After his death, the task of sorting through my father’s possessions was both daunting and confronting. He was quite the hoarder and filled every cupboard, every shelf and every drawer with “things”. Whether it was from need, necessity or compulsion he kept almost everything which made its way into the house. Not only did I have to sort through drawers full of odd bits like paperclips, rubber bands and pens, I also had to determine what I should keep and what could either be given away or thrown in the skip. This was not easy considering most of the documents and letters were either in Russian or German and almost all of the photographs were unnamed. Each day I found myself surrounded by piles of paper and mountains of photographs. Most of the paper was imprinted with handwritten lines, some faint and spidery, some darker and tumultuous. All of it unreadable. Sorting through the paperwork was a matter of guesswork and pure gamble. Should I put it on the pile to keep? Or through it into the yawning mouth of the green garbage bag? I had no method. Some were added to the pile and some thrown. I spent hours sifting through the photographs. Those which were memories of trips taken before I was born, or featured people I didn’t know, or were a record of the many pets my parents owned over the years, were thrown. The discarded photographs made up three green garbage bags on their own.
Reading letters to or from my parents made me feel like a Peeping Tom. I could tell by their contents they were never meant to be read by me or anyone else. However, if they didn’t want the letters to be read, they should have thrown them out. Instead some of them will feature in my book.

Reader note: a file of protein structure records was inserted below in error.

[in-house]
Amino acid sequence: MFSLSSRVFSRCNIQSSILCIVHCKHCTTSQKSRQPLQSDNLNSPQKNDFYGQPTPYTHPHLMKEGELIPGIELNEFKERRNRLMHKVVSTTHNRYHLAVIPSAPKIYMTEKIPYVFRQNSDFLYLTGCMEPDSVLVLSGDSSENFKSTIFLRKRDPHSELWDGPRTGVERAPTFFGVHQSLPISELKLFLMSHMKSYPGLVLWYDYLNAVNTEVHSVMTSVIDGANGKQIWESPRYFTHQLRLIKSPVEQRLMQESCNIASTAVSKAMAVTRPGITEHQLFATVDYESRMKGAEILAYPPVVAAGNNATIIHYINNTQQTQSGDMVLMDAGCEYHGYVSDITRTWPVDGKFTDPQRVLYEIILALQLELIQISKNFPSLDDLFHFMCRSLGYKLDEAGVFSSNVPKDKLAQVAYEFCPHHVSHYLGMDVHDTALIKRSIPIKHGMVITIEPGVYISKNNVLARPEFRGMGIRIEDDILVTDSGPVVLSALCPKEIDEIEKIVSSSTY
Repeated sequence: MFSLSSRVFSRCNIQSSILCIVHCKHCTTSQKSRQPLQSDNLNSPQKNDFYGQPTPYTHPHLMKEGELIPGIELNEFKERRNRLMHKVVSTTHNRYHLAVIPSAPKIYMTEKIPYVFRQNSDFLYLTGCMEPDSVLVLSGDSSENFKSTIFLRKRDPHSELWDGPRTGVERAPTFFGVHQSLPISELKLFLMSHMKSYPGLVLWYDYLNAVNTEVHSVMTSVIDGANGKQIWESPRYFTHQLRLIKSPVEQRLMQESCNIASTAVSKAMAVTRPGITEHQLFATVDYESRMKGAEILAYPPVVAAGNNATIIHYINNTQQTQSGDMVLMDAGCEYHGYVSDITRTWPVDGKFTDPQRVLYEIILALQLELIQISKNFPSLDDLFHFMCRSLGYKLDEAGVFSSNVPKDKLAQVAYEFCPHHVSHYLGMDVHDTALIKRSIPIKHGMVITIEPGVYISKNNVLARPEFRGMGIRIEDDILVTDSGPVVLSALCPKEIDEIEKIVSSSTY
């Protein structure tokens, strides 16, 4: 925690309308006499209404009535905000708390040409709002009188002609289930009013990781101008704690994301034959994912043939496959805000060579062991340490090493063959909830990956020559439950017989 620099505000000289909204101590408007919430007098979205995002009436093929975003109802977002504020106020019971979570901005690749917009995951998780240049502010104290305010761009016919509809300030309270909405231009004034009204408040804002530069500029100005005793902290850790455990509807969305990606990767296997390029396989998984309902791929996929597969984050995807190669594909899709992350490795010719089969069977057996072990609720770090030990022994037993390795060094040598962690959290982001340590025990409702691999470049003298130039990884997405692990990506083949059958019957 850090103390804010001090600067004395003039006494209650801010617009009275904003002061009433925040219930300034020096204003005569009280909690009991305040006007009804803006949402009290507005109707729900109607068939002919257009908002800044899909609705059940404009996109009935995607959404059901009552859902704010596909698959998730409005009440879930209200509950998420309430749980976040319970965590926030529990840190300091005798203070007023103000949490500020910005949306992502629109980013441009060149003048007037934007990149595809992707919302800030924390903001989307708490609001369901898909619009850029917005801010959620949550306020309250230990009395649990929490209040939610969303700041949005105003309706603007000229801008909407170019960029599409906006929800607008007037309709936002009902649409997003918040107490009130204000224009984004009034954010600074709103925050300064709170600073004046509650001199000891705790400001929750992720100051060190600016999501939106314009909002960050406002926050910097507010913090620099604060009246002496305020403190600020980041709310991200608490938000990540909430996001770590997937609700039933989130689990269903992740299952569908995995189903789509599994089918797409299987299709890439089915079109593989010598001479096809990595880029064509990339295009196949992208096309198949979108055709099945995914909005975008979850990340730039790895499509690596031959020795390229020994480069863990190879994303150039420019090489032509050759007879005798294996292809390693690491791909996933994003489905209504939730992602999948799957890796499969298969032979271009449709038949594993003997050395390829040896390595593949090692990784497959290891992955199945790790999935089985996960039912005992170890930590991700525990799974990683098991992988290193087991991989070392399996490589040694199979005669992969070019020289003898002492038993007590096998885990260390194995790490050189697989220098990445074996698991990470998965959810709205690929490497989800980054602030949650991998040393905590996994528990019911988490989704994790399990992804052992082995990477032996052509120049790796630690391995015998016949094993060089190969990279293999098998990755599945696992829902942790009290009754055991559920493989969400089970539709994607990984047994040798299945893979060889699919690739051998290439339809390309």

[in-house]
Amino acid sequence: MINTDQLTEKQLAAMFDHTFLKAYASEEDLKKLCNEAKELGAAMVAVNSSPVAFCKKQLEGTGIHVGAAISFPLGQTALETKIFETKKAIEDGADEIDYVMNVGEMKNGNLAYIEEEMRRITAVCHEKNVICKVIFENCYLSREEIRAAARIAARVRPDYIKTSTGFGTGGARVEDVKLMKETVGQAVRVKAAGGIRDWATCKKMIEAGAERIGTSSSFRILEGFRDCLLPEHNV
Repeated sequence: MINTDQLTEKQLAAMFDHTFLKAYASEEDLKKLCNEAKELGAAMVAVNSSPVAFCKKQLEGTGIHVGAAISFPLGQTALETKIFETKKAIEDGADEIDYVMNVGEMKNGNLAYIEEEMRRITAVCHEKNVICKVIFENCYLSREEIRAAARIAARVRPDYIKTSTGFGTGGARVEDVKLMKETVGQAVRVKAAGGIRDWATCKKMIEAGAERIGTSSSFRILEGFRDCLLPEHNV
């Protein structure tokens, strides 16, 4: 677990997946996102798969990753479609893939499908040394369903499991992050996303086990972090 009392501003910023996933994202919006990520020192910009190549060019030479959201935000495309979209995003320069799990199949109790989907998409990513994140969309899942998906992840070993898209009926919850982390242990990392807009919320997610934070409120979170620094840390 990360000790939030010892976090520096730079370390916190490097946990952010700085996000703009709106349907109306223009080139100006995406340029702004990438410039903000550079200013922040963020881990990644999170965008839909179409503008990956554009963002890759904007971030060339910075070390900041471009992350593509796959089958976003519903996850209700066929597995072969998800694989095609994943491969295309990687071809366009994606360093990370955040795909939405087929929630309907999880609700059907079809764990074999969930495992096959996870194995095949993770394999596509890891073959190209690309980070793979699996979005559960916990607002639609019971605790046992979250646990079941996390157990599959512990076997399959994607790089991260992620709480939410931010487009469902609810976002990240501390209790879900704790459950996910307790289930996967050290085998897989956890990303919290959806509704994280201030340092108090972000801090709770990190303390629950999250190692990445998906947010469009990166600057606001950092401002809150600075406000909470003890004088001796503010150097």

My thoughts turned to those of my possessions and belongings which I would prefer not to be found by my boys or anyone else after my death. Like the time I helped out my friend’s daughter by being her life model for a photography class. The results were very tasteful; however, I doubt my boys want to see their mother naked. I do wish I had that figure again!
I can’t recall any documents which I need to shred before I die. Everything I’ve written is stored on my external hard drive and USBs. I do have to sort through those, hitting delete often. There is some incriminating evidence of childhood escapades and episodes in later life which are not for general reading. After all it probably isn’t good for my boys to know I used to wag school; a lot. Or that I did smoke the occasional funny cigarette, which of course I didn’t inhale.
So when should I begin to rid myself of the private things? The things I don’t want anyone else to find, paw over and read? Now? Is now a good time? Perhaps a little later. When I have time. When I have energy.
Did my parents ask themselves the same questions?
Did the time and energy never come?